It sounds pretty non-traditional to me. But I guess it makes sense, considering how many students have jobs. It must really help with their schedules, not to mention how it will cut down on traffic.
You know, last year my department did a survey and they found out that 80 percent of all psychology majors were employed. That's why they came up with the program.
Look, I'll be working three days a week next semester and it was either cut back on my classes or try this out.
The only thing is: doesn't it seem impersonal though? I mean, I miss having class discussions and hearing what other people think.
Well, I guess that's why phone contact's important. Any way, it's an experiment.
Maybe I'll end up hating it.
Maybe. But I'll be curious to see how it works up.
Welcome to Everglade's National Park. The Everglade is a watery plain covered with saw grass that's the home to numerous species of plants and wild life. And one and half million acre is too big to see it all today. But this tour will offer you a good sampling. Our tour bus will stop first at Tailor Slue. This is a good place to start because it's home to many of the plants and animals typically associated with the everglade. You'll see many exotic birds and of course a world famous alligators. Don't worry. There's a boardwalk that goes across the marsh, so you can look down at the animals in the water from a safe distance. The boardwalk is high enough to give you a great view of the saw grass prairie. From there we'll head at some other marshy and even jungle-like areas that feature wonderful tropical plant life. For those of you who'd like a close view of the saw grass prairie, you might consider running a canoe sometime during your visit here. However, don't do this unless you have a very good sense of direction and can negotiate your way through tall grass. We hate to have to come looking for you. You have a good fortune of being here in the winter, the best time of the year to visit. During the spring and summer the mosquitoes will just about to eat you alive. Right now, they are not so bothersome, but you'll soon want to use an insect repellent.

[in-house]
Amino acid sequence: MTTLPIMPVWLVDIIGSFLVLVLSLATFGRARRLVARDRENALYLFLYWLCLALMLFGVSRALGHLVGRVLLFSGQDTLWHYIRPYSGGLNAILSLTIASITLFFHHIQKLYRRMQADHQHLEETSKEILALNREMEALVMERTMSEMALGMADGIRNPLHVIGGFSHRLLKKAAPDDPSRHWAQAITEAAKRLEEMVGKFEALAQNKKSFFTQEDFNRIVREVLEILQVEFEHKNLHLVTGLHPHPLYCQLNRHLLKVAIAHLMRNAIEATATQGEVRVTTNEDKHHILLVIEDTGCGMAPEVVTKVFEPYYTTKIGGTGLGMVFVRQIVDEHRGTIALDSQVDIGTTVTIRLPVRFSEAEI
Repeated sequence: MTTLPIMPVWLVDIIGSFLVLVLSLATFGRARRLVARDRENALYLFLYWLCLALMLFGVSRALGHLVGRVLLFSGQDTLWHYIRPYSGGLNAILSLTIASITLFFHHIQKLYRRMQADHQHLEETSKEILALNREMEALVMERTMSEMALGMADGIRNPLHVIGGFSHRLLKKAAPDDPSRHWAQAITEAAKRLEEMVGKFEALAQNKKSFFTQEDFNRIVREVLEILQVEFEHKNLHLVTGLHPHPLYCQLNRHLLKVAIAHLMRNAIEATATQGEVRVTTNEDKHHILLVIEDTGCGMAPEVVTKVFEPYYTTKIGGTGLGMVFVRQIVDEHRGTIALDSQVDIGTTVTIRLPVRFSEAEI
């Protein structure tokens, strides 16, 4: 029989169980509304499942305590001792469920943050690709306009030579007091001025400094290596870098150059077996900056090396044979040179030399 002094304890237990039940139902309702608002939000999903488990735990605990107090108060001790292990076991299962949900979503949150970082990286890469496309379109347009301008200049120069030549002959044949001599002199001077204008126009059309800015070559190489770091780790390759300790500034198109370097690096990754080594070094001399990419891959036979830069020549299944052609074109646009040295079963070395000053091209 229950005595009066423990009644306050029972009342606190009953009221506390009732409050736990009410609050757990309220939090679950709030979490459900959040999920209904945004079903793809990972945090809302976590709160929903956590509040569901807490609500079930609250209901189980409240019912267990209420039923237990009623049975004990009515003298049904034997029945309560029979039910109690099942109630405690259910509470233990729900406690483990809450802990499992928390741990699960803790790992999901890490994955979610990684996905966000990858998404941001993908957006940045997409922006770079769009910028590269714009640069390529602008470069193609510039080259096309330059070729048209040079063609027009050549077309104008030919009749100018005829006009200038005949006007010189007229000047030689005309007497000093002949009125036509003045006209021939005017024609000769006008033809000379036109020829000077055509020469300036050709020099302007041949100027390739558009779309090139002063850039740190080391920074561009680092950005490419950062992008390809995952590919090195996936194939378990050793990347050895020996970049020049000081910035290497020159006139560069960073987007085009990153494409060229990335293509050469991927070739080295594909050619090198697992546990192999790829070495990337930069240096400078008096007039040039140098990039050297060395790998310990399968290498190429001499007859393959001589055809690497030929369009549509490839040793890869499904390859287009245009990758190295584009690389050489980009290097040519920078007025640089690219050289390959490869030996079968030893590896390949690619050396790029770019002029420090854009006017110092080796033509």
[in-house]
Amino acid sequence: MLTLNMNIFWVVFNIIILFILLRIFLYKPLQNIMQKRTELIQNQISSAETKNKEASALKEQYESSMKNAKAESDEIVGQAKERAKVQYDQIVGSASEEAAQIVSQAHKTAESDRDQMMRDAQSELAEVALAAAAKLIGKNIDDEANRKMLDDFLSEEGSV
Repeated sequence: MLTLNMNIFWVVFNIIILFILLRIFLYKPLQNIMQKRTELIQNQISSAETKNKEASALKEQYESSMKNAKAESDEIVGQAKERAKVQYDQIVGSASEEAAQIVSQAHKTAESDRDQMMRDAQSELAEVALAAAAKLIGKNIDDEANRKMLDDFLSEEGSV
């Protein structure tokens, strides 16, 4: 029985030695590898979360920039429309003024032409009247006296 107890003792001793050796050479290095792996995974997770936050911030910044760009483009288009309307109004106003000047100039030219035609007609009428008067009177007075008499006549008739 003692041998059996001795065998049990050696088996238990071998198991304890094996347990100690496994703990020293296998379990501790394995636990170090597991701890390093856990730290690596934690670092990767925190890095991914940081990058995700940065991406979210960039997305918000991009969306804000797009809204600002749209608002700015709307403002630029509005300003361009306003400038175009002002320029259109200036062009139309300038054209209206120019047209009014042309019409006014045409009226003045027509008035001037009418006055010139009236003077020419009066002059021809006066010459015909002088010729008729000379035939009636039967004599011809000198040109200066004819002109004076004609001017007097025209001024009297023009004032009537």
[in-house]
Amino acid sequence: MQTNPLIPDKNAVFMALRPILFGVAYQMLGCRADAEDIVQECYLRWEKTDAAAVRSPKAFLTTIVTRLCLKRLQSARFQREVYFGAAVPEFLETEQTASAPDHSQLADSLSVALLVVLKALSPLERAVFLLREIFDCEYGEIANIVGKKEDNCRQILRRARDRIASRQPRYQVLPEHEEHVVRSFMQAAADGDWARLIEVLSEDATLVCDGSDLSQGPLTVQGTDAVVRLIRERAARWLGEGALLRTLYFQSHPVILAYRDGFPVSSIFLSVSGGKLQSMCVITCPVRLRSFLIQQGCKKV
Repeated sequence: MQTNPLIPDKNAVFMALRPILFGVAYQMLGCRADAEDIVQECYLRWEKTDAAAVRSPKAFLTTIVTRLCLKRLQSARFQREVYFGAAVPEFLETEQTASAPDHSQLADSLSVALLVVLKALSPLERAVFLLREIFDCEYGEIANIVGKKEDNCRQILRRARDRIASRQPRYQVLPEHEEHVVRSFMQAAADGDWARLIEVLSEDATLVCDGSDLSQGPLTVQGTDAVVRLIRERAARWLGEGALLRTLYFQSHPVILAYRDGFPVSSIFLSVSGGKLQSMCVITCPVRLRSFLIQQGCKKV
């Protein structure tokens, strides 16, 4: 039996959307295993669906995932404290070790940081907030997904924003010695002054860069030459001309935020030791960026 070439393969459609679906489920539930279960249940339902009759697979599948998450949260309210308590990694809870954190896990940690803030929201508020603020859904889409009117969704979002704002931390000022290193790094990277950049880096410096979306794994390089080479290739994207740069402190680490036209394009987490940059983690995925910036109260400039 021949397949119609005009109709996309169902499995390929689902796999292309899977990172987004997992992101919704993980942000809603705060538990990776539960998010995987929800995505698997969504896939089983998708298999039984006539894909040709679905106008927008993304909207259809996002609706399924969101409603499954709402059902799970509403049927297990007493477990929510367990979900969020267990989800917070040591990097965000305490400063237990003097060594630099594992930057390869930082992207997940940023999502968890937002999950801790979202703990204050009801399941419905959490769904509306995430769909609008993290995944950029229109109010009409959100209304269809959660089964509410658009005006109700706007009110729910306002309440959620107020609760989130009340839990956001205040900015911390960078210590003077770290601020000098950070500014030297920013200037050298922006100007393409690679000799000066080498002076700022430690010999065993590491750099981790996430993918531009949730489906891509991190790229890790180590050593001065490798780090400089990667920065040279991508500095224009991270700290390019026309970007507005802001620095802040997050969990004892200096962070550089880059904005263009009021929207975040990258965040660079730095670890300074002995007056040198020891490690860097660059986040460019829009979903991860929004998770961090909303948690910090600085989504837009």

Good morning, class. Before we begin today, I would like to address an issue that one of you reminded me of after the last lecture. As you may recall, last time I mentioned that Robert E. Peary was the first person to reach the North Pole. What I neglected to mention was the controversy around Peary's pioneering accomplishment. In 1910, a committee of the national geographical society examined Commodore Peary's claim to have reached the North Pole on April 6th' 1909 and found no reason to doubt him. This judgment was actually confirmed by a committee of the US congress in 1911. Nevertheless, Peary's claim was surrounded by controversy. Tins was largely due to the competing claim of Doctor Frederic Cook who told the world he had reached the Pole a four-year earlier. Over the decades Peary was given the benefit of the doubt, but critics persisted in raising questions about his navigation and the distances he claimed to have covered. So the Navigation Foundation spent an additional 12 months of exhaustive examination of documents relating to Peary's polar expedition. The documents supposed Peary's claims about the distances he covered. After also conducting an extensive computer analysis of photos taken by Peary at the pole, they concluded that Pierre and his companions did in fact reach the near vicinity of the North Pole on April 6th. 1909. OK, today we're going to talk about exploration of the opposite end of the world, I assume you all read chapter 3 in our text and are now familiar with the names: Emerson and Scott.